Climbing will be halted a little longer, since climbing from my left upper body is especially precarious.  My trip to Pinnacles has definitely been cancelled and while I most likely won't make the Colorado Tweetup I'm shooting to be back in full force for the 2nd Annual Joshua Tree Tweetup. On a happier note, this injury will force me to do what every climber tries which is focus on feat, feat, feat!

On CT Scans
A quick little aside for anyone interested in a medical tidbit. When I was in the hospital I had a few x-rays and an abdominal CT scan. When the scan was done the radiologist said my kidney had spots - noise from a bad machine reading. My attending doctor said it may be blood clots and dosed me with a blood thinner (heparin) for a few days. A specialist finally looked at it and said "we'll just do another one later". When I was about to be discharged, the attending physician said that he didn't think the spots were "worth the risk" and discharged me without a followup CT.

Of course the specialist called me later that same day and wanted me to still come back for the scan. I had some insurance stuff to work out but then had a thought, what did he mean "worth the risk"? So I did a little research first. Turns out that an abdominal CT scan has the radiation equivalent of 400 x-rays, and the leftover radiation will stay in the system for about 2.7 years. Yikes!

Would I have turned down the first scan? No way. I absolutely needed it. However, I will be taking the risk and turning down the follow-up. I had no symptoms whatsoever of kidney problems and have already racked up 3 abdominal CTs in my life from a previous injury.

I am sharing because I was never informed of these risks, and had I not been discharged would have blindly gone in for the second CT scan. So if you took the time to read this blip and you or a loved one comes across a non-urgent decision to do a CT scan, especially abdominal,  please research the risks involved. When in doubt, get a second opinion!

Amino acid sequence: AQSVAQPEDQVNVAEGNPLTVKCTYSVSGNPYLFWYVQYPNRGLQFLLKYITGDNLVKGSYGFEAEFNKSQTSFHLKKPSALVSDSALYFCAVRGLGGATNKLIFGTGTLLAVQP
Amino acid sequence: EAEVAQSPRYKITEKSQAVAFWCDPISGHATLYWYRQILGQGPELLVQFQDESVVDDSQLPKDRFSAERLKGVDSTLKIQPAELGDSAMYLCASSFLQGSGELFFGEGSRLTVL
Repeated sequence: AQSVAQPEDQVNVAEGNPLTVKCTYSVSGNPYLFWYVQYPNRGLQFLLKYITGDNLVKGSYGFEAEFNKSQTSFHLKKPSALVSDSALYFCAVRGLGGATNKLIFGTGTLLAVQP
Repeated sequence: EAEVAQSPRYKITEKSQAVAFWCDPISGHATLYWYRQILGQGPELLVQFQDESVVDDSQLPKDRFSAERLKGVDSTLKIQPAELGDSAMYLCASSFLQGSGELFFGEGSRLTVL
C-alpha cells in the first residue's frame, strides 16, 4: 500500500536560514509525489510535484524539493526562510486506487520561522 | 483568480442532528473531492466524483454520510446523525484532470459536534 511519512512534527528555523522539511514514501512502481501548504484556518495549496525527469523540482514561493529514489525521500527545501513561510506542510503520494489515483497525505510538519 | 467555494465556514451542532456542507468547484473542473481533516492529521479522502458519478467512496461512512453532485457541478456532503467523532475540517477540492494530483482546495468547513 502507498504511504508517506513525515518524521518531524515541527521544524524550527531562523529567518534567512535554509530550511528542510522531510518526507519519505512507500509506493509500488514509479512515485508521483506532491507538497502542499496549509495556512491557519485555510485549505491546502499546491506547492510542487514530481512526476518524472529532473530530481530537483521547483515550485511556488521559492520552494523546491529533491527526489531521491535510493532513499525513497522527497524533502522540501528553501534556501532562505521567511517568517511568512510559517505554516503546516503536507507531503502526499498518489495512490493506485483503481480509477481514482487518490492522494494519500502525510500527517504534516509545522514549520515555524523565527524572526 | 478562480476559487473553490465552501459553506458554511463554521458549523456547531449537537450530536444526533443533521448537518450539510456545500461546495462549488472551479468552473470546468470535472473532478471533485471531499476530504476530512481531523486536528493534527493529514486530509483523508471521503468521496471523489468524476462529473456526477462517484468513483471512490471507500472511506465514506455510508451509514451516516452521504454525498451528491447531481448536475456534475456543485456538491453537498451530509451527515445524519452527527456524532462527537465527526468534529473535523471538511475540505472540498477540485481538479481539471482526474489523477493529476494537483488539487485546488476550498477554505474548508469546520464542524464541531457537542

That is all! See you at the next life changing event.


Kasey Hinchman said...

So glad to hear you are recuperating. This is a great post and very close to home for me; I thought some of the numbers below might interest you and clarify some of the risk:

* 1 CT is approximately equivalent to 3 years of background radiation

* The average radiation necessary for a chest x-ray is very small (.1 - .25 mrem) when compared to the 100mrem we receive a year from cosmic rays.

* You receive the same amount of radiation from standing in the sun for 30 seconds on a sunny day as you during a chest x-ray.

* Due to elevation residents of Denver, CO receive six times the amount of X-Ray radiation yearly when compared to the residents of Los Angeles, yet rates of cancer per capita are much worse for LA than they are for Denver.

* a chest CT is ~600 mrem or about the same as the background radiation experienced while living in Colorado for one year

* people who travel cross-country in airplanes are subject to cosmic radiation equivalent to approximately 25 chest x-rays each way

In my particular injury, the CT was necessary to find lost ligaments that had recoiled into my shoulder muscle after detaching from my elbow.

There was a study done at MIT last december stating some 20% of CTs and MRIs are unnecessary and present increased costs and risks for the consumer.

Fluids leaking in the chest cavity are pretty scary. The CT may not have been necessary, but I am still glad that they did it on you because it is the very best non-invasive study we can perform on a patient!
Get well soon!

eleddy said...

Hey Kasey! Thanks for the stats - for some reason I didn't get notification of the comment earlier :) Hope the arm is doing better as well!